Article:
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      Development and Validation of the Cognition Test Battery for Spaceflight

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          Abstract

          Background

          Sustained high-level cognitive performance is of paramount importance for the success of space missions, which involve environmental, physiological and psychological stressors that may affect brain functions. Despite subjective symptom reports of cognitive fluctuations in spaceflight, the nature of neurobehavioral functioning in space has not been clarified.

          Methods

          We developed a computerized cognitive test battery ( Cognition) that has sensitivity to multiple cognitive domains and was specifically designed for the high-performing astronaut population. Cognition consists of 15 unique forms of 10 neuropsychological tests that cover a range of cognitive domains including emotion processing, spatial orientation, and risk decision making. Cognition is based on tests known to engage specific brain regions as evidenced by functional neuroimaging. Here we describe the first normative and acute total sleep deprivation data on the Cognition test battery as well as several efforts underway to establish the validity, sensitivity, feasibility, and acceptability of Cognition.

          Results

          Practice effects and test-retest variability differed substantially between the 10 Cognition tests, illustrating the importance of normative data that both reflect practice effects and differences in stimulus set difficulty in the population of interest. After one night without sleep, medium to large effect sizes were observed for 3 of the 10 tests addressing vigilant attention (Cohen’s d=1.00), cognitive throughput (d=0.68), and abstract reasoning (d=0.65).

          Conclusions

          In addition to providing neuroimaging-based novel information on the effects of spaceflight on a range of cognitive functions, Cognition will facilitate comparing the effects of ground-based analogs to spaceflight, increase consistency across projects, and thus enable meta-analyses.

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          Author and article information

          Journal
          101654770
          43676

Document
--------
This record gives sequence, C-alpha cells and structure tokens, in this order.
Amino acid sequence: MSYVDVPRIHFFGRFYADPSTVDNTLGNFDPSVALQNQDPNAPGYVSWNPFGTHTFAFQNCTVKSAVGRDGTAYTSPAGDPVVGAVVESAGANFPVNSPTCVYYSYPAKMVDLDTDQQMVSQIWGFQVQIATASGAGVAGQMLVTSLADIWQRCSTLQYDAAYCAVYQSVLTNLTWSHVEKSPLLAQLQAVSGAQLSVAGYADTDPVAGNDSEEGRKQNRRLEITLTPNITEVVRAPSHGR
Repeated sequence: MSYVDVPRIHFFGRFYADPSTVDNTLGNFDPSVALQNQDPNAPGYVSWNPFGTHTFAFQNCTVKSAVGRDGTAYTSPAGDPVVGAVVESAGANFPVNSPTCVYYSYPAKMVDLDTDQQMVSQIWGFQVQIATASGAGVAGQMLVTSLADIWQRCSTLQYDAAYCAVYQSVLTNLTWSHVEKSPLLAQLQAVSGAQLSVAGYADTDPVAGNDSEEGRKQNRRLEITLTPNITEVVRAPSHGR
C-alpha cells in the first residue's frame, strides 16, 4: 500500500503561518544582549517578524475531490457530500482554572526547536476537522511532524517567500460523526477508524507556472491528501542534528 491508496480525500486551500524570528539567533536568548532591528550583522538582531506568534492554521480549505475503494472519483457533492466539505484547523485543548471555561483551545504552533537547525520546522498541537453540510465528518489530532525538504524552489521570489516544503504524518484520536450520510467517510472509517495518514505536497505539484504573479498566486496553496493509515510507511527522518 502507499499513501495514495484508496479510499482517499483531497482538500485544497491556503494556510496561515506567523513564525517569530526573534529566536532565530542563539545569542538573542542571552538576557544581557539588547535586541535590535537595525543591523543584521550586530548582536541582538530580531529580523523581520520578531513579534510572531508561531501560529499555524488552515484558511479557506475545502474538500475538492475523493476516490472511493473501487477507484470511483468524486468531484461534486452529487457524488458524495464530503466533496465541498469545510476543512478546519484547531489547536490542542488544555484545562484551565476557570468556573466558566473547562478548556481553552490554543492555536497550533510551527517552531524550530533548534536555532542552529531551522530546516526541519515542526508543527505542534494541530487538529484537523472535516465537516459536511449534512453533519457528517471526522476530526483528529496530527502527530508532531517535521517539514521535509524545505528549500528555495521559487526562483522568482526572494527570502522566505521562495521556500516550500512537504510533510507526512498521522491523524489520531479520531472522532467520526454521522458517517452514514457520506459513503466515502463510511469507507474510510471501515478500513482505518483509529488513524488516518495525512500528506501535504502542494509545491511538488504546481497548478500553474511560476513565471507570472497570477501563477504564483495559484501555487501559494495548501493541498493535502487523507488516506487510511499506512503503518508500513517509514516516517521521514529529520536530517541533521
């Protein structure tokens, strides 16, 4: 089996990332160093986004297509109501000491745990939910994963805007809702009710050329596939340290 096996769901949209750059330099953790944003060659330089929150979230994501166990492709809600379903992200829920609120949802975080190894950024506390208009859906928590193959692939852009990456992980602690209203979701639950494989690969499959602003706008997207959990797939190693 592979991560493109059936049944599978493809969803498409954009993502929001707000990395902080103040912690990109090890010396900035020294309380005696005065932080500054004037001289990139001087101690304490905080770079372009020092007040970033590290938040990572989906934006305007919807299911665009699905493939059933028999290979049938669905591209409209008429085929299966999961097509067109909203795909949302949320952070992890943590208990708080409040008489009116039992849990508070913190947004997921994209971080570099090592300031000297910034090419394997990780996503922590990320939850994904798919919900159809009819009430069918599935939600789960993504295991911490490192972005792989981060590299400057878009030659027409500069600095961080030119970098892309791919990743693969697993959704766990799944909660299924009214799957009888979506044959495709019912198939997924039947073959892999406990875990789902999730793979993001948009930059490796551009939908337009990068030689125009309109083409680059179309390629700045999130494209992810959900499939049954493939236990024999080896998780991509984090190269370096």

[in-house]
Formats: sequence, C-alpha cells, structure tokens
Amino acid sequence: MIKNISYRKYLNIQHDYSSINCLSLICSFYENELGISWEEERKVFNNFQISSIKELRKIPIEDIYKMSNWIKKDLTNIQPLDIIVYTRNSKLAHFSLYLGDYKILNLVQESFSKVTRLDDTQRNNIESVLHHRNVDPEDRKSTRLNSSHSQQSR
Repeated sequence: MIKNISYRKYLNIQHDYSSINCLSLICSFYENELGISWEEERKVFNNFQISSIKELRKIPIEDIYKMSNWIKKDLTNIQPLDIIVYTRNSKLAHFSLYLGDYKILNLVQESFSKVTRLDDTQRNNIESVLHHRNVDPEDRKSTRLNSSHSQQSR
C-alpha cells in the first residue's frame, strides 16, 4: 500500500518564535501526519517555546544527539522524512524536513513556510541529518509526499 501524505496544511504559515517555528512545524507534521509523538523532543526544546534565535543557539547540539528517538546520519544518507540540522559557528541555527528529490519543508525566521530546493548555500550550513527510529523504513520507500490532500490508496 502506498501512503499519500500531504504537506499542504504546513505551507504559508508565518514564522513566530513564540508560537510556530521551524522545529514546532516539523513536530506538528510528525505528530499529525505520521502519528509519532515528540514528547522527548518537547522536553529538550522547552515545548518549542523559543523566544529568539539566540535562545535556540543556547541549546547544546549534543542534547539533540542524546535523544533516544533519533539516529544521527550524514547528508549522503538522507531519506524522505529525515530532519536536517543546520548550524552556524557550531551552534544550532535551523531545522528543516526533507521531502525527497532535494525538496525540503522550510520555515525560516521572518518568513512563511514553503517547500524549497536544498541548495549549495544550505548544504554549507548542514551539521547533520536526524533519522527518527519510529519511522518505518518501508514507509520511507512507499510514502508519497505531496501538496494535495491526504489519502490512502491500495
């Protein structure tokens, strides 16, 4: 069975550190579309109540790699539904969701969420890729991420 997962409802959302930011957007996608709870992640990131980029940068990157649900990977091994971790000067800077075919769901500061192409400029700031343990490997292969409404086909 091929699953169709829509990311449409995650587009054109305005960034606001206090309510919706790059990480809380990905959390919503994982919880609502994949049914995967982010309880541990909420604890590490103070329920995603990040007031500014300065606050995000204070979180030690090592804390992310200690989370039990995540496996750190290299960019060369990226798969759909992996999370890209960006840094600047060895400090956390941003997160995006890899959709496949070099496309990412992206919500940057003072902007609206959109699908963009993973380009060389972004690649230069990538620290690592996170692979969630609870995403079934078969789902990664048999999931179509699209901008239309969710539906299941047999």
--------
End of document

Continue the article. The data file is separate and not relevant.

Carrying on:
Aerosp Med Hum Perform
          Aerosp Med Hum Perform
          Aerospace medicine and human performance
          2375-6314
          2375-6322
          19 December 2015
          November 2015
          01 November 2016
          : 86
          : 11
          : 942-952
          Affiliations
          [1 ]Division of Sleep and Chronobiology, Department of Psychiatry, Perelman School of Medicine at the University of Pennsylvania, Philadelphia, PA
          [2 ]Brain Behavior Laboratory, Department of Psychiatry, Perelman School of Medicine at the University of Pennsylvania, Philadelphia, PA
          [3 ]Pulsar Informatics, Inc., Philadelphia, PA
          [4 ]Joggle Research, Seattle, WA
          Author notes
          Corresponding author: Mathias Basner, MD, PhD, MSc, Associate Professor of Sleep and Chronobiology in Psychiatry, Perelman School of Medicine at the University of Pennsylvania, 1013 Blockley Hall, 423 Guardian Drive, Philadelphia, PA 19104-6021, USA, Tel: +1 215 573-5866, Fax: +1 215 573-6410, basner@ 123456upenn.edu
          [*]

          These authors contributed equally to the manuscript.

          Article
          PMC4691281 PMC4691281 4691281 nihpa745622
          10.3357/AMHP.4343.2015
          4691281
          26564759
          bcfaf43c-5e97-43d6-bf4b-82ea4cdfa031
          History
          Categories
          Article

          astronaut,microgravity,stress,confinement,isolation,sleep deprivation,neuropsychological test,cognitive test,cognition,space,spaceflight,performance

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